“Removing the name is a great first step,” Ward said, noting that BU doesn’t offer a minor or major in Indigenous and Native studies. “Now it’s, what more can we do?”

Ward and Jiménez made their case for removing the name to the Wheelock Faculty Assembly last fall, the BU Today post says. After being provided with educational information about Standish’s history, the Wheelock faculty voted unanimously in favor of a name change, and faculty at six other BU schools and colleges also voted in support, according to BU Today.


The BU Faculty Council then voted overwhelmingly in favor of the name change in April before Freeman took the resolution to the trustees executive committee.

But before Ward and Jiménez garnered faculty support, the advocacy for the name change started years prior — among the student body. Undergraduate students Adam Shamsi and Anne Joseph first asked to have Standish’s name removed in 2022, BU Today reports. They also requested the building be renamed the Wituwamat Memorial Hall, as suggested by members of the Massachuset Tribe at Ponkapoag.

“If Standish’s actions were seen as detestable by members of his own colony, then why does Boston University find it necessary to celebrate him?” the students said in a 2022 open letter signed by numerous student organizations. “The glorification of settler colonialism evident in the hall named for ‘Myles Standish’ has an impact on our community.”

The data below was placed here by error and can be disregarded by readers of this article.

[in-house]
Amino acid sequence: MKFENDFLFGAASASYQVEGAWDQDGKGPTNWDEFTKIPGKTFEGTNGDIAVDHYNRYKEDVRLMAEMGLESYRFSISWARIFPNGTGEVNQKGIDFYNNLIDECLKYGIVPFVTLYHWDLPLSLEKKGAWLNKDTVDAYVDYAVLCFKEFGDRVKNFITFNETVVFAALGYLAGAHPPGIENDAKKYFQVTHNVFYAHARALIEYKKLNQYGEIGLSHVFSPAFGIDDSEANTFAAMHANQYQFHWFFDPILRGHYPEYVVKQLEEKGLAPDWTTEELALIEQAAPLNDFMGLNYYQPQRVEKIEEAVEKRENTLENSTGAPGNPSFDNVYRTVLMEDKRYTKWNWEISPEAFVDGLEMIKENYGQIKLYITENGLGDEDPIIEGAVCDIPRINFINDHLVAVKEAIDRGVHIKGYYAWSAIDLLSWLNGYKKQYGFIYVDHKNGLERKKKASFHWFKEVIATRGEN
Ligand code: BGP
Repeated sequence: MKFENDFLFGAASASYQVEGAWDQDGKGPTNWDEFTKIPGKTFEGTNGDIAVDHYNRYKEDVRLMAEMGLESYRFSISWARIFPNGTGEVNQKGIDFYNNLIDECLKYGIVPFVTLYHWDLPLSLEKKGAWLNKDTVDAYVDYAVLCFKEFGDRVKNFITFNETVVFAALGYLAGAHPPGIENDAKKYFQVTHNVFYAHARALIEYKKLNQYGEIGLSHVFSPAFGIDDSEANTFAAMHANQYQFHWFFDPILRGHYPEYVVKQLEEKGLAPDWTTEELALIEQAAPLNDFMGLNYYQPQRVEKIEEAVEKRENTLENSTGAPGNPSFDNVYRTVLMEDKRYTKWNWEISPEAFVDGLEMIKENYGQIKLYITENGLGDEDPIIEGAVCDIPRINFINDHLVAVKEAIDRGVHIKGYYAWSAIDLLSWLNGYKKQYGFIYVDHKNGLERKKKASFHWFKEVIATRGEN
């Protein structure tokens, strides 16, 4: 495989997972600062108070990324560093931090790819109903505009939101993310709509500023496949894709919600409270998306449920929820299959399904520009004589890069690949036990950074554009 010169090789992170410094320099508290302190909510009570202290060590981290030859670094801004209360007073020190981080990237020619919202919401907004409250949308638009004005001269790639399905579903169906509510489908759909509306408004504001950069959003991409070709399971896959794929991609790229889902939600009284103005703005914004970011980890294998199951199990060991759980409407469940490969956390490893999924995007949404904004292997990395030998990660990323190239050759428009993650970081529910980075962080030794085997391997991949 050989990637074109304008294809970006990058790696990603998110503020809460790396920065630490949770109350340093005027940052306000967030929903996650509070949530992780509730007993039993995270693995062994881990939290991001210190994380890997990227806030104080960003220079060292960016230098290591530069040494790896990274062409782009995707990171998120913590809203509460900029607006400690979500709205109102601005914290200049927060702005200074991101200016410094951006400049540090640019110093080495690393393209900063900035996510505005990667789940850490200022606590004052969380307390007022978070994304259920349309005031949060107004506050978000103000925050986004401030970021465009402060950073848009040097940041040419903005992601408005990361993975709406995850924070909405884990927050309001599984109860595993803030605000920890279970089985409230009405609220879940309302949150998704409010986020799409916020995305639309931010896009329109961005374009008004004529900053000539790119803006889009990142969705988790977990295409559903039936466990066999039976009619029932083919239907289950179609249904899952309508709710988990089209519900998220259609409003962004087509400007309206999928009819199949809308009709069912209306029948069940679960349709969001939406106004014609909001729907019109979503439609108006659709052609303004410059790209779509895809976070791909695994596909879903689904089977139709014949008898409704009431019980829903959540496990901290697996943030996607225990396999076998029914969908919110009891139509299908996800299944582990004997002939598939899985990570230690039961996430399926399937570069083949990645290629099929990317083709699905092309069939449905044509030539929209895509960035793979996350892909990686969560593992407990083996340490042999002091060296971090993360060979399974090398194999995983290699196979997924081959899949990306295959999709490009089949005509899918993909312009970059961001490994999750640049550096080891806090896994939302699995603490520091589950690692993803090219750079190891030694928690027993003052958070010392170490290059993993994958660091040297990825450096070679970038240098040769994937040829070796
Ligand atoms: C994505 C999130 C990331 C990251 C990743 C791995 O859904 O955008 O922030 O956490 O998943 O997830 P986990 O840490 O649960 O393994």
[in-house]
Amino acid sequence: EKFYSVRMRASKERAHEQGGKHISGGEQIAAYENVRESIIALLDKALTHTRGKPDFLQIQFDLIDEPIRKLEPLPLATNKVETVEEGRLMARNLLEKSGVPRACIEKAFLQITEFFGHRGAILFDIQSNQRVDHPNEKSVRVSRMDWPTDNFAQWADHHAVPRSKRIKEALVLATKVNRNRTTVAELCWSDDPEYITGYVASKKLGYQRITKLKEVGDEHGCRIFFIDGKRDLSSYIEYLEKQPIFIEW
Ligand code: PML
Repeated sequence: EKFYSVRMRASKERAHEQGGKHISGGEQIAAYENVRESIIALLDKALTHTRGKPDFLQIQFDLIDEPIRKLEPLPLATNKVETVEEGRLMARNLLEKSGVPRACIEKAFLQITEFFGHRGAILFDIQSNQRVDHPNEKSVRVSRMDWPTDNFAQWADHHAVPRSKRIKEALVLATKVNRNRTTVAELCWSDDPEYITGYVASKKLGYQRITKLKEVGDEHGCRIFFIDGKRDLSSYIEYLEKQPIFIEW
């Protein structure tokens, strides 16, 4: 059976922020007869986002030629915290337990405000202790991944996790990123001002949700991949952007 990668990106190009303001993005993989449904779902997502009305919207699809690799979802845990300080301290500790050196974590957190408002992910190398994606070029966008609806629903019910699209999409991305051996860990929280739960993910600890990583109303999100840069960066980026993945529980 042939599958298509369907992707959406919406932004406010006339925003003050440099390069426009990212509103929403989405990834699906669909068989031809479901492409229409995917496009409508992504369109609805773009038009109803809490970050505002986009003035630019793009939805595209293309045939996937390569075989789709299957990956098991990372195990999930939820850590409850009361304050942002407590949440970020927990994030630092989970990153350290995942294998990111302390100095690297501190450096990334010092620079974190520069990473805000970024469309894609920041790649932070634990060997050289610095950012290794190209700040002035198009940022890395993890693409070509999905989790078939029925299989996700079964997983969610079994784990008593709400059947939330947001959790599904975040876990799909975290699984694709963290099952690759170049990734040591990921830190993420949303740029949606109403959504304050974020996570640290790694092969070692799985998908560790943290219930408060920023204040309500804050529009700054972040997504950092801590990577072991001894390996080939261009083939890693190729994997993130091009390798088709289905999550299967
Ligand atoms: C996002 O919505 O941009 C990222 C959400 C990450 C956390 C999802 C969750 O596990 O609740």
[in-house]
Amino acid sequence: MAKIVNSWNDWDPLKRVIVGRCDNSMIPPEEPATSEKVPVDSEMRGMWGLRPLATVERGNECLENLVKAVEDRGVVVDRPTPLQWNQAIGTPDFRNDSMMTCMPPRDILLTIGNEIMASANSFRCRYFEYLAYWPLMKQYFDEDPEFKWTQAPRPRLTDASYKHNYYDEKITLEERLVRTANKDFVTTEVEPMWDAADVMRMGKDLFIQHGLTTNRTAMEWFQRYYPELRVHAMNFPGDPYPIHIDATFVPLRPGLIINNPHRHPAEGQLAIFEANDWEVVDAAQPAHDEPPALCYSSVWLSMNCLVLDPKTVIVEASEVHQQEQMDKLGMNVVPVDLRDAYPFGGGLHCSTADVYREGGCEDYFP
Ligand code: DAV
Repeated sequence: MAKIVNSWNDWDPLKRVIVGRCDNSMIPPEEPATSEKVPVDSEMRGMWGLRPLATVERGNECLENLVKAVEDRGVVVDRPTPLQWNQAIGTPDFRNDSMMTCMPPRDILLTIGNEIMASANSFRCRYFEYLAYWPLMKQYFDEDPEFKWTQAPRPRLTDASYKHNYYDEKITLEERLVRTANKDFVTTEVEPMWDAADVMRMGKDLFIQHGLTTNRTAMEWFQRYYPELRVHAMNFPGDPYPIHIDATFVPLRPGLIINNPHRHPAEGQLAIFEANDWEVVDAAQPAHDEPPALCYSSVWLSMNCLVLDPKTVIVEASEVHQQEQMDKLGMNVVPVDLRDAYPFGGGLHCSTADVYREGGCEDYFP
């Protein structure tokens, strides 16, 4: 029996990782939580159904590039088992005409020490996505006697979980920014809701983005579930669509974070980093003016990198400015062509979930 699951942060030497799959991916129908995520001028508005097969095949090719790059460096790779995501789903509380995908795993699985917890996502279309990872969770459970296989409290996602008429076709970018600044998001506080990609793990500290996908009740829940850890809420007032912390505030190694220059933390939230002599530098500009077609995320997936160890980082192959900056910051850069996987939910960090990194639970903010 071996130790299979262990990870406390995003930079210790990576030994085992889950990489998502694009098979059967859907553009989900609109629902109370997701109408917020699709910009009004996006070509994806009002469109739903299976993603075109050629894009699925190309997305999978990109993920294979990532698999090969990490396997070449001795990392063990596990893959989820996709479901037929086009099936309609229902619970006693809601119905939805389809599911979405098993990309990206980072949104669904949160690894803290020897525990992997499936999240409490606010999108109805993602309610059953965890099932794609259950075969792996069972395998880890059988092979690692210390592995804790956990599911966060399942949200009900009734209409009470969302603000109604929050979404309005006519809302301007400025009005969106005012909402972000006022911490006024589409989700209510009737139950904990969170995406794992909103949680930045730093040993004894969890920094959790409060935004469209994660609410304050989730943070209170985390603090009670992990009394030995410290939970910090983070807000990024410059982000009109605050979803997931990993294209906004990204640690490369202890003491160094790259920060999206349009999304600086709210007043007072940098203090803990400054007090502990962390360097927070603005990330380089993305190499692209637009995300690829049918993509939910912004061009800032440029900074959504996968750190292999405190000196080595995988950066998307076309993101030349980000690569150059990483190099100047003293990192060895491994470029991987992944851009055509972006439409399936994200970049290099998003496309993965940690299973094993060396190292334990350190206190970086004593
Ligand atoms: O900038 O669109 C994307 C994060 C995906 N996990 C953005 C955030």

Shamsi and Joseph also penned an op-ed in BU Today that called the dormitory — which opened in 1928 as a luxury hotel before being acquired by BU in 1949 — a “symbol of continued oppression.” But their efforts were rejected by then-president Robert A. Brown, who BU Today at the time said he was not prepared to remove the name.

Ward said she was encouraged when she read the students’ op-ed in 2022, her first year as a BU lecturer. She had arrived to campus full of excitement for her new faculty position, her first academic venture after receiving her PhD. But her enthusiasm was dampened, or at least called into question, when the first building she saw on campus was named for Standish, she said.


“There had been that moment of pride and expectation for this point in my career moving forward ... I’m in this amazing university with these high new career aspirations, and just really almost instantly, thought, ‘Oh, wait, the first building I see on campus is Myles Standish Hall,’” said Ward, who isn’t from the Northeast but understood Standish’s history.

Ward and Jiménez said the university’s step to remove Standish’s name reflects the culminated efforts of students, faculty, and staff who learned the name’s history and called for change in recent years.

“We wanted to continue [the students’] work. We didn’t want to surpass or smother it,” Jiménez said. “We wanted to say, look this is what they did. Now it is our job to pick this up as faculty and continue it.”

Madeline Khaw can be reached at maddie.khaw@globe.com. Follow her @maddiekhaw.